The nation is less than a week away from the total solar eclipse, and it's not too late to plan a trip to see it in person.
Here in Northern California, we'll see the skies darken Monday morning, with 80 percent of the sun covered, but just eight hours away in central Oregon, a total eclipse will shroud the landscape in darkness.
While hotels along the eclipse’s path are booked – and have been for months – options are available for people willing to shell out big bucks or haul out their camping gear. Or both.
ABC10 reporter Becca Habegger planned her own last-minute trip and has the following tips to share.
Step one: Eye protection this late in the game
On Amazon.com Monday, eclipse-viewing glasses were either very expensive or or sold out.
Becca then decided to create post on Craigslist, in search of eclipse-viewing glasses.
NASA's website cautions people to look for eyewear that follows an international safety standard. They'll be clearly marked “ISO 12312-2”. NASA recommends people look at the American Astronomical Society’s list of authorized and reputable manufacturers and dealers.
A woman responded to Becca’s Craiglist posting, saying she'd bought extra eclipse-viewing glasses. Her photos show they're from a NASA-approved vendor.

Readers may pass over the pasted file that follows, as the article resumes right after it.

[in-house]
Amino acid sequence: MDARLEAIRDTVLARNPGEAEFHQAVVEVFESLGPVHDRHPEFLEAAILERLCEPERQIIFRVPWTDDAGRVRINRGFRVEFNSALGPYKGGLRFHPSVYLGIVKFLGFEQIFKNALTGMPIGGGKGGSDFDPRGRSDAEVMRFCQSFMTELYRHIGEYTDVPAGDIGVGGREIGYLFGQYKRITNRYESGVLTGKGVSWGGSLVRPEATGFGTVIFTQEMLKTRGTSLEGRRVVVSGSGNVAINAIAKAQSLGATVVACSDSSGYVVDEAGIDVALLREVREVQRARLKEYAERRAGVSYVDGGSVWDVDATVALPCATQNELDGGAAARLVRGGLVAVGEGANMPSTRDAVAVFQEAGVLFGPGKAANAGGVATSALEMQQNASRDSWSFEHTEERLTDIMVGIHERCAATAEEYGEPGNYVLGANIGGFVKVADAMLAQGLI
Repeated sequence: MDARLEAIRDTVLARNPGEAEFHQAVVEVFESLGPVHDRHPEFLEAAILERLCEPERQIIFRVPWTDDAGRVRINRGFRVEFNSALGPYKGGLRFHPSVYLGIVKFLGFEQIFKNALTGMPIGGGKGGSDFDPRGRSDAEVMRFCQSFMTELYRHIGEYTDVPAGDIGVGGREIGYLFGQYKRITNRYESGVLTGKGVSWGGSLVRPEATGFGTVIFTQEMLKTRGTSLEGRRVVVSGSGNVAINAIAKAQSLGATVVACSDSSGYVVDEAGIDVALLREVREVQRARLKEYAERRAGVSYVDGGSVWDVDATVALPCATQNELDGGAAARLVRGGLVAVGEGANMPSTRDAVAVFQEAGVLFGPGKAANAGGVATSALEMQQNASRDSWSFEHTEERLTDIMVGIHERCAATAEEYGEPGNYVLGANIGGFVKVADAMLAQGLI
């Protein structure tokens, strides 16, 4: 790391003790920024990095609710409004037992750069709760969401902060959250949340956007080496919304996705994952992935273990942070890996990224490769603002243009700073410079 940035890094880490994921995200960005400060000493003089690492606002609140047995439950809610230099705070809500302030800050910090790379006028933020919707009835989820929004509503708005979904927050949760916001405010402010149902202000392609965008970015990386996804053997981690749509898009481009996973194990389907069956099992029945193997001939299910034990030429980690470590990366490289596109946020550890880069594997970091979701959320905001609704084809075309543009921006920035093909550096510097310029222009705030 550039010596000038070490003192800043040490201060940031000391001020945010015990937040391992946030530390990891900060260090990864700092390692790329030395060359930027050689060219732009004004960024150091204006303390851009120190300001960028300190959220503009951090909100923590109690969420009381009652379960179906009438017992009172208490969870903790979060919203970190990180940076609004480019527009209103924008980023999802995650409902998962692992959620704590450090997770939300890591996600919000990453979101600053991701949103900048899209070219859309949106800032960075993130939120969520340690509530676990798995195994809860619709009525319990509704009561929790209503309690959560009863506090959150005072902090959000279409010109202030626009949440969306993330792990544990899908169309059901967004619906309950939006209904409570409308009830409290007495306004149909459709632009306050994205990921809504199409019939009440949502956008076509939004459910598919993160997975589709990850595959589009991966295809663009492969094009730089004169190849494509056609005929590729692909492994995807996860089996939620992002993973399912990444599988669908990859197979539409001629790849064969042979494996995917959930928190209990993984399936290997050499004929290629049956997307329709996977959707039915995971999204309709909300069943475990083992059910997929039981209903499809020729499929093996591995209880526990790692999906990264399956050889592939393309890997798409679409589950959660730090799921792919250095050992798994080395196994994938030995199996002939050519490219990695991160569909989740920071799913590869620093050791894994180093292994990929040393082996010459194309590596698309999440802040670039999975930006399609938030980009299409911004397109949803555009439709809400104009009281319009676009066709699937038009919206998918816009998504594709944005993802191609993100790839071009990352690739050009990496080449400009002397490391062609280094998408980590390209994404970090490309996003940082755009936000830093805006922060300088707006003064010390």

The glasses cost $7, the shipping cost $10 UPS guarantees the eyewear is arriving this week.
Step two: Figure out where to drive to see the total eclipse
NASA's website shows its path.
Two of the cities closest to Sacramento are Albany, Ore. and Madras, Ore.
Madras is just a little bit closer – about 7 hours and 45 minutes compared to 8 hours and 30 minutes - so Becca started searching for options there.
Step three: Where to sleep
Becca plans on arriving Sunday, staying overnight and catching the eclipse, which starts around 9 Monday morning.
Airbnb prices in the area for that one night are - not surprisingly - inflated. You could get two rustic cabins and a fifth wheel trailer for about $3,200.
You could also stay three hours south of Madras for a low price – Becca found an Airbnb room for about $40 - but then you'd have to wake up early and deal with traffic early Monday morning.
Becca wanted to sleep overnight at the site where she’d see the eclipse.
This is where camping comes in.
The city of Madras has done a great job listing local campsites with availability. They range in price from several thousand dollars for a four-day RV site with home cooked meals to $149 for a one-day campsite and parking pass. There were even options as low as $25 Monday afternoon – where somebody could reserve a 10’x20’ spot in a parking lot across from the Madras Municipal Airport. That appears to have sold out by Monday evening. Remaining options are, indeed, running out, as last-minute trip-planners snatch up what’s left.
With many of those options, portable toilets and space on the ground are all you get. Food, water, shelter – you have to pack in yourself.
Becca weighed all the options and found the right one for her. Between glasses ($17), camping ($54) and fuel estimated at fueleconomy.gov ($70), the last-minute trip will cost less than $150, not including food.
Although central Oregon is historically dependably sunny this time of year, Mother Nature is known to throw curveballs, however.
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